The MP wrote a letter of support to the ECO in Brazil in April 2013. In the meantime, Lizzie found herself desperately coaxing her daughter to "perform" on Skype to satisfy the increasingly frustrated and worried Alexander that the little girl was alright, happy, and though missing him, coping. But the child rebelled against the tedium of screen-time – crawling, standing and walking for the first time, without her dad. Slowly, Spanish was forgotten and English took its place. However, none of this seemed of any importance; only Lizzie’s income was looked at.
Lizzie went to the media to share the plight of her family at the hands of the Home Office, and like so many, even wrote to David Cameron. And like so many, she received a standard response that her letter had been forwarded to the Home Office. In November 2013, the couple heard back with another refusal from the ECM. By now, Lizzie had worked for 6 months, earning a salary in excess of £18,600. Despite the refusal, this information was sent to the ECM for review once again.
By this time though Lizzie had lost all faith in UK immigration and thus looked at alternatives for family unity, like living in another EU country. Desperate to be together for Christmas the family decided to meet in Ireland, to then scope out options but at least, spend the holidays together. In the previous ten months, the family had been together for only three weeks and the separation was taking its toll.
Lizzie drove for seven hours to Holyhead and took the ferry to Dublin on December 16th. Whilst on the ferry, Lizzie received an email from her MP indicating that their appeal had been subject to a special review, and that a decision had been made to grant the visa. Lizzie could not believe it. The turnaround, the timing, that in fact it was all over….that the next time the couple said goodbye it would be for a matter of weeks, not months! It was the best Christmas present one could have asked for. Lizzie drove straight from the ferry to Dublin airport to pick up Alexander and told him the good news. The next three weeks were like a fairy tale, with the couple starting 2014 together and knowing they would be finally able to say we would continue together. To this day Lizzie isn’t sure why the application was reviewed; the news reports, the letter to the PM or the email to her MP which showed six months employment in the UK? Whatever, the family is grateful they are finally together.
Update January 2015:
Alexander has been in the UK for eleven months and the family couldn't be happier. The couple had to re-learn how to live together; adapt to sharing parenting duties and allow Alexander to make mistakes Lizzie already had, to get to know their daughter once again, and forge a father-daughter relationship. Shortly after his arrival, Alexander was unwilling to discipline their daughter for fear she wouldn't love him. Now he is far more secure of his importance in her life and feels confident in taking a more fatherly role in her upbringing. They have "in jokes", sing special songs together and even take days out without Mummy.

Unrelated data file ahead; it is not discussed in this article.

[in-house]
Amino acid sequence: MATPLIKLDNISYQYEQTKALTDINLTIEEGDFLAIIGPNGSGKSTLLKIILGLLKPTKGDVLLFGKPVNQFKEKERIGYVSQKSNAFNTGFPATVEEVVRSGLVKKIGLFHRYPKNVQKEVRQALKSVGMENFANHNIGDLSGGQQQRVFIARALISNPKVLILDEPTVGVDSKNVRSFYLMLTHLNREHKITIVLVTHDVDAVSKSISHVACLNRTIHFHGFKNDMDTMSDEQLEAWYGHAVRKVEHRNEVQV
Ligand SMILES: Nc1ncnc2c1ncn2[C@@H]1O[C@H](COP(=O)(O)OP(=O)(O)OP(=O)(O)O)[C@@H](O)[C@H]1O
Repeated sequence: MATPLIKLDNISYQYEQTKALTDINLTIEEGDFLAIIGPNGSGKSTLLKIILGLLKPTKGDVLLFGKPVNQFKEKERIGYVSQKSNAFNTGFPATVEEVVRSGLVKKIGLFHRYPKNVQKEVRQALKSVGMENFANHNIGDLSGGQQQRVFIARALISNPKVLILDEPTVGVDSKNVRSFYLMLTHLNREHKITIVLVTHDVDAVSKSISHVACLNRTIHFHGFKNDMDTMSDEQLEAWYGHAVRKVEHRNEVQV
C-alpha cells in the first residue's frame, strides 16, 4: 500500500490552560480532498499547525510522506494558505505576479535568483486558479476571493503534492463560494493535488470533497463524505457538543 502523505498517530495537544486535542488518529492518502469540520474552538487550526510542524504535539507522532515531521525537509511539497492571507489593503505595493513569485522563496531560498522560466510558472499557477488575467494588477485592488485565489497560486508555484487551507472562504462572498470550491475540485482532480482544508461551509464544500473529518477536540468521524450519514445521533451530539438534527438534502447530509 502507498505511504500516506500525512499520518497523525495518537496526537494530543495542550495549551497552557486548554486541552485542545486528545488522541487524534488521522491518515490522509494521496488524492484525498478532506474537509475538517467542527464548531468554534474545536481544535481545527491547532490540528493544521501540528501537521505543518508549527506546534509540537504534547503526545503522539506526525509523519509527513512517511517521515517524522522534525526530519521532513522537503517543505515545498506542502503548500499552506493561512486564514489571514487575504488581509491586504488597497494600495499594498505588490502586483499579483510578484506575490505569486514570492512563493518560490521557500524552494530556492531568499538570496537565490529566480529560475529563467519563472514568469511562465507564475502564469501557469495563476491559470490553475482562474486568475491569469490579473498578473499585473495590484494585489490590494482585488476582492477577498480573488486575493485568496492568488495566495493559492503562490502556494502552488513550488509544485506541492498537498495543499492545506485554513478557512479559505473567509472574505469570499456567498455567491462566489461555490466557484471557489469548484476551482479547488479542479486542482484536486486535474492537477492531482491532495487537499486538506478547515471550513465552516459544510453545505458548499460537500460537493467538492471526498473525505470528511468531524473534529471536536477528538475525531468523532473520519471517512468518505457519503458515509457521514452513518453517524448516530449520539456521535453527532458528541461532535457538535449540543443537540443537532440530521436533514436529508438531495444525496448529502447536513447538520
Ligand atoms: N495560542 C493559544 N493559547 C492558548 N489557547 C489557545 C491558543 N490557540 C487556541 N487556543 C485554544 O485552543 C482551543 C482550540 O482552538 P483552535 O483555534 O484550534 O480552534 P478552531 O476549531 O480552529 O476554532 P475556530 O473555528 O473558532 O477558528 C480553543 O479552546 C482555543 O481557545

Alexander has adjusted to speaking English all the time, working in a factory job until he the now more suitable job working at Virgin Health Care, living with his in-laws, English food, our climate, and making new friends. Red tape around trivial things like car insurance and NINO meant he relied on Lizzie constantly reiterating how much independence he had lost.
The couple has had to be patient with the other and don’t forget how fortunate they are to be together, nor the misery of being apart. They start 2015 with much to look forward to, with Lizzie on the verge of completing her AAT accountancy qualification and the imminent arrival of their second child.
Lizzie says: “I think our lives will always be a little more complicated than your average British family but together we can overcome so much. We are positive about our future in the UK and feel fortunate but I remember how hard it was to get here and wish the best of luck to those struggling against these rules. I had so much support from my family and from the people I turned to for help; my MP, local journalist and the community I live in. I know others have many more hurdles and I hope they find a way to battle on, to not give up; I hope these rules change."